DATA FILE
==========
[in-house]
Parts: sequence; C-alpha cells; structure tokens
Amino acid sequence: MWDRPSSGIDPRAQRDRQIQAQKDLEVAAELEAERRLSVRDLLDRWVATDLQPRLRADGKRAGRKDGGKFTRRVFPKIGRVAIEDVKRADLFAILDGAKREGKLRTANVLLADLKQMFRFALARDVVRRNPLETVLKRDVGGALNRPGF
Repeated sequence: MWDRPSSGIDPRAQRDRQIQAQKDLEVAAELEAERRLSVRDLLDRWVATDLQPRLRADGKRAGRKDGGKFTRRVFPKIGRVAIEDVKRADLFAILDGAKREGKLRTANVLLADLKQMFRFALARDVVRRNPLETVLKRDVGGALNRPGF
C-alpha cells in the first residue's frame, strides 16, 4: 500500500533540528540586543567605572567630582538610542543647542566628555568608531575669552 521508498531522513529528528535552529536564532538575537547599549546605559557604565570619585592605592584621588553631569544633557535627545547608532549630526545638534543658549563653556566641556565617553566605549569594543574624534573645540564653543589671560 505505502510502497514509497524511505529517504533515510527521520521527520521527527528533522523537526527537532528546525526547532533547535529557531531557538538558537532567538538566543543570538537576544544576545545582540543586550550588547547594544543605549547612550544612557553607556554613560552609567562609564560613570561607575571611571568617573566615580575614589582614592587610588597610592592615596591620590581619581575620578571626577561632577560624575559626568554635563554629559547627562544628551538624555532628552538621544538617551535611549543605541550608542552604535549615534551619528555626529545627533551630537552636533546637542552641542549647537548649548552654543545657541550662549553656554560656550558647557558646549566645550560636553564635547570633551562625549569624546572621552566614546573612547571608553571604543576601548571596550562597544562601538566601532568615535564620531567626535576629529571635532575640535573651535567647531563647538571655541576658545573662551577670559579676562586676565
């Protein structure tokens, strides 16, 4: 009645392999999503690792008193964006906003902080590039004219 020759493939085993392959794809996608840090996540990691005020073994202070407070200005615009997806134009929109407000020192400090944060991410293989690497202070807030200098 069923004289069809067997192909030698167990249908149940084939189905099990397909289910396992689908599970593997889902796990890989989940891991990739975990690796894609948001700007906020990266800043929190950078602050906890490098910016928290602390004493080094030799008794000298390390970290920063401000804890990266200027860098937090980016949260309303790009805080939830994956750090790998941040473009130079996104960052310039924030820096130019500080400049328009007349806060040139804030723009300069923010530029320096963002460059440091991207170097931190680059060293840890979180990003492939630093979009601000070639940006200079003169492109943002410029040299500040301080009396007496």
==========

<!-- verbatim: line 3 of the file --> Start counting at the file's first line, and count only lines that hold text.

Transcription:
Amino acid sequence: MWDRPSSGIDPRAQRDRQIQAQKDLEVAAELEAERRLSVRDLLDRWVATDLQPRLRADGKRAGRKDGGKFTRRVFPKIGRVAIEDVKRADLFAILDGAKREGKLRTANVLLADLKQMFRFALARDVVRRNPLETVLKRDVGGALNRPGF